Maybe it was really good will and the spirit of understanding that got the 90 teen-agers together, hugging each other and clasping hands as if they were at a big family reunion.
But most of the racially diverse group of Mark Keppel High School students who participated last weekend in Project Harmony, which its organizers called a "human relations workshop," will tell you that it took a cranky confrontation and some ugly talk about racial stereotypes to bring them all together.
"The turning point?" said one ebullient young Latino, getting ready to return to his home in Monterey Park after an emotional two days at a camp in the La Crescenta foothills. "It was when Terrance and Ruddy got into it."
By then, that was all water under the bridge, of course. The confrontation between Terrance Cheung and Ruddy Avila had occurred ages ago, it seemed, long before the group had collectively vowed to promote a "non-discriminatory, friendly, understanding, respectful, trusting, open, caring, unifying community" at their Alhambra school.
But that brief face-off, with the American-born Chinese youth criticizing "catcalling" Latinos for harassing Asian girls and the Mexican-American accusing the Chinese youth of "disrespect," had reeked of the mistrust that, officials say, has permeated the Alhambra school in recent years like swamp gas.
It also began the process of clearing the air.
Group mistrust at Keppel in recent years has been played out against a background of rapid social change, say officials of the Alhambra School District and the National Conference of Christians and Jews, which co-sponsored the workshop.
What had been a predominantly Latino school five years ago is quickly turning into an Asian enclave. Monterey Park, where most of Keppel's students live, has become the destination for thousands of Asian immigrants. The city, whose population was 14% Asian in 1970, has evolved into the nation's first suburban Chinatown, with a population just over 50% Asian.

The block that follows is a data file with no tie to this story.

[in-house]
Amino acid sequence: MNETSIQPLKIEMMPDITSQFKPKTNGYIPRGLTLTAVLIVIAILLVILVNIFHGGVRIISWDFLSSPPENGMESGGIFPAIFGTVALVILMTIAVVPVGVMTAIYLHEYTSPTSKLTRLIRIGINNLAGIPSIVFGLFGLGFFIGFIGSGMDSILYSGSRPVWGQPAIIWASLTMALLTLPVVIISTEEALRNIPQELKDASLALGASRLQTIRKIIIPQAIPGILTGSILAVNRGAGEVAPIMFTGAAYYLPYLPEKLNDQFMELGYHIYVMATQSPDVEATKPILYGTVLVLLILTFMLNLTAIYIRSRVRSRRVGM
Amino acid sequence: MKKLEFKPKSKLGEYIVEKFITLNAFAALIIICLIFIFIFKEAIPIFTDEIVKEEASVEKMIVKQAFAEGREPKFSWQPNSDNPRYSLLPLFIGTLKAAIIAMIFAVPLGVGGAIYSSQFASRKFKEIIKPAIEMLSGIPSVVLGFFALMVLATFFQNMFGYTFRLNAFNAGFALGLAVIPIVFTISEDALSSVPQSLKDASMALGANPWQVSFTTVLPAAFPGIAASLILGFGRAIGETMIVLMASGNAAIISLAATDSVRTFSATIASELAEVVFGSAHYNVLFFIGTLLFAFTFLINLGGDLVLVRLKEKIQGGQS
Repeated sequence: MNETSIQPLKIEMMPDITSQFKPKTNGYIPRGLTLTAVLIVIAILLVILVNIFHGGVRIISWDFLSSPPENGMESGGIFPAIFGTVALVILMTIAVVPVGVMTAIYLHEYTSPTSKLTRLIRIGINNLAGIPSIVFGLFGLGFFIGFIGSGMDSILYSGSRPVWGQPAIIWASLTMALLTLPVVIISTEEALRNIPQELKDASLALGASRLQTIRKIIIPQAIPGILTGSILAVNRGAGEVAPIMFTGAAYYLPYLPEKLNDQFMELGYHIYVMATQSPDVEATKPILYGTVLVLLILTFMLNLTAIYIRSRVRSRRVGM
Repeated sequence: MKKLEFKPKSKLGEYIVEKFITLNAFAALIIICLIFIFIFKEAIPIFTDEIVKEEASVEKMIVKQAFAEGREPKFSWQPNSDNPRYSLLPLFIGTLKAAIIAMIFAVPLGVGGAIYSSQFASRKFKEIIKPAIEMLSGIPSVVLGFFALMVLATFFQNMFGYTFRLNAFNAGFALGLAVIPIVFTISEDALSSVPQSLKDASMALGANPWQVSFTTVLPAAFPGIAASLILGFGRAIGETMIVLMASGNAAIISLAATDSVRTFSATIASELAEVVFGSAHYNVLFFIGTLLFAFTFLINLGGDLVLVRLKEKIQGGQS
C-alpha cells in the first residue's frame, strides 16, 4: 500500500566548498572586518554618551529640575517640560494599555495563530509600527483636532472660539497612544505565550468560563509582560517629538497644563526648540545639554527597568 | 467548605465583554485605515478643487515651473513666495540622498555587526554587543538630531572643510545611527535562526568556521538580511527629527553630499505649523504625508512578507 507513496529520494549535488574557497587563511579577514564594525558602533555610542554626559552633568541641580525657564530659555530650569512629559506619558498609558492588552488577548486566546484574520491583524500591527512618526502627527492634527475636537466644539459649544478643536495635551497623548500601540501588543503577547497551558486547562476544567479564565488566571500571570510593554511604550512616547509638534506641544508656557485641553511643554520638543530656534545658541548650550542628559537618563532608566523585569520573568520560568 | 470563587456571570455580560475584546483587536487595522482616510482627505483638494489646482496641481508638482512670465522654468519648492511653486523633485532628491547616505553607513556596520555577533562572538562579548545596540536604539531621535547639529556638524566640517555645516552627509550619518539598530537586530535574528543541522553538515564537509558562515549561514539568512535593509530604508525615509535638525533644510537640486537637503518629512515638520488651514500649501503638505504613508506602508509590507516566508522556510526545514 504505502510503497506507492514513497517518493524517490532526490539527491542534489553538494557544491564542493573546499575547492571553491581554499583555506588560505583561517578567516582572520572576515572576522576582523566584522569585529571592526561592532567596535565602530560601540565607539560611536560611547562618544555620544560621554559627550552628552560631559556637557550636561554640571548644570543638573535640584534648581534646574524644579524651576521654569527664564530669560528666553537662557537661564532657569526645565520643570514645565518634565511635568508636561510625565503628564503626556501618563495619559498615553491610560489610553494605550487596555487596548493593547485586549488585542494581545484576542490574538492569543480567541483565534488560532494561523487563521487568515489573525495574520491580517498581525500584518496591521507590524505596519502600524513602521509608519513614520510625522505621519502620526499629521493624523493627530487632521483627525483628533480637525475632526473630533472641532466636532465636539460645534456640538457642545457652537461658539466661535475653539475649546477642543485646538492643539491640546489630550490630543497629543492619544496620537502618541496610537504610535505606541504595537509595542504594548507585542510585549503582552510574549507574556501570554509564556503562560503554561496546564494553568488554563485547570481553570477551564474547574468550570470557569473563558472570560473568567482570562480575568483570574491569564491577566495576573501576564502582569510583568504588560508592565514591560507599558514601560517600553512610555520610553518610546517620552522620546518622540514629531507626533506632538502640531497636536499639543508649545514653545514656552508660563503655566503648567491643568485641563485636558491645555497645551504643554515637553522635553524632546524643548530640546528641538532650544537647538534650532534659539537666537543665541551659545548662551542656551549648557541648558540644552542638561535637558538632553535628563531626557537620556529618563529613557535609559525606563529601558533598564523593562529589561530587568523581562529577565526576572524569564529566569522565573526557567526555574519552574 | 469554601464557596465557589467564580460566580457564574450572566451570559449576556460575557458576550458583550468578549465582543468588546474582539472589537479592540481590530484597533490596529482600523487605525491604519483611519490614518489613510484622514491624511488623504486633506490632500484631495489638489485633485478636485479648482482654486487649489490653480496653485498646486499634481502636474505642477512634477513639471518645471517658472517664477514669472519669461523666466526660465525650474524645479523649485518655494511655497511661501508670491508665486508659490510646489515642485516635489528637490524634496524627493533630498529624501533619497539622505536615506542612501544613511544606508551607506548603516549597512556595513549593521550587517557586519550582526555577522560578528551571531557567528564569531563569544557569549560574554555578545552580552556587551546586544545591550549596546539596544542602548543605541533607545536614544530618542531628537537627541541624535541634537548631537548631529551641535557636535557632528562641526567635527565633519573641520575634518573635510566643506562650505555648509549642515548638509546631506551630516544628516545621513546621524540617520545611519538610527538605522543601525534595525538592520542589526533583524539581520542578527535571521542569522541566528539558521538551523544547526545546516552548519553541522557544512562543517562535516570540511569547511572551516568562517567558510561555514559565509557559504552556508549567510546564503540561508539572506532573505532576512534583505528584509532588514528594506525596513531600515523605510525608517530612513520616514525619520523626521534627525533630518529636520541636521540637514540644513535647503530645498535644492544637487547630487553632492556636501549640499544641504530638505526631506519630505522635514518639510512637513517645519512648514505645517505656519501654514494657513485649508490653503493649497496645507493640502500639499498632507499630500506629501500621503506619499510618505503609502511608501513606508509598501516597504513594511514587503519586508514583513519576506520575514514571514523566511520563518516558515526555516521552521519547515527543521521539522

The changes are apparent at Keppel. Of its 2,667 students, 60% are Asian, most of them foreign-born, and 38% Latino. Community resentment has spilled over into the school.
"They hear it from their parents and bring it to school," says Mary Lou Perez, Keppel's community coordinator. "There's a lot of anger."
Mostly, the influx of new groups has produced a stubborn cliquishness among the students, says Maria Luisa Barajas, a school librarian who served as co-chairman of Project Harmony.
"There's been a splintering of the campus," she said. Extracurricular activities have been divided up among racial groups: Latinos dominate the football team, and American-born Chinese control student government. Tight little subgroups cluster warily in the lunchroom.
"It's not a good, wholesome learning situation if people look at each other through their prejudices," said Barajas, one of 20 adults from the school who participated in the workshop.
The National Conference of Christians and Jews, a human relations orgaization that has attacked prejudice for 60 years, began working in the school a year ago. It trained student leaders, got adults involved and devised an experimental two-day program to foster understanding--an odd mixture of pep rally, revival meeting, Esalen-style sensitivity training, rap session and songfest.
The students arrived at rustic Max Straus Camp on Dec. 10, tumbling out of a pair of buses, unloading sleeping bags and overnight kits, loudly invading the Jewish Big Brother camp like a group of light-hearted summer campers.
Despite the boisterous arrival, though, they were soon engaged in serious business. The students, housed in cabins in small, racially mixed groups, participated in a general meeting where they sang songs such as "Lean on Me" and engaged in spirited "ice-breakers" with a succession of students leading cheers.
There was resistance from the start. Terrance Cheung, plucked from the crowd by one of the adult leaders during the pep rally part of the program, stood on the stage, punched the air and thrust his pelvis provocatively in leading a cheer. Some Latino youngsters turned away, raising their eyebrows.
Others talked morosely about the deteriorating state of affairs at the school. "There's a whole lot of lack of respect," said Ralph Gonzalez. "Last year, an Oriental guy came up behind me in the bathroom and stuck a knife against my back. 'I don't like the clothes you wear,' he said."
In smaller meetings, students reviewed the events of the day. Peter Cha looked suspiciously at his cabin mates and confessed: "I'm not sure I did the right thing by coming here."
And Cambodian-born Johnny Taing said: "The reason I came here was to get away from my parents, to get some peace and freedom."
On Friday, in "racially separate" meetings, students talked about racial stereotypes and rivalries within groups.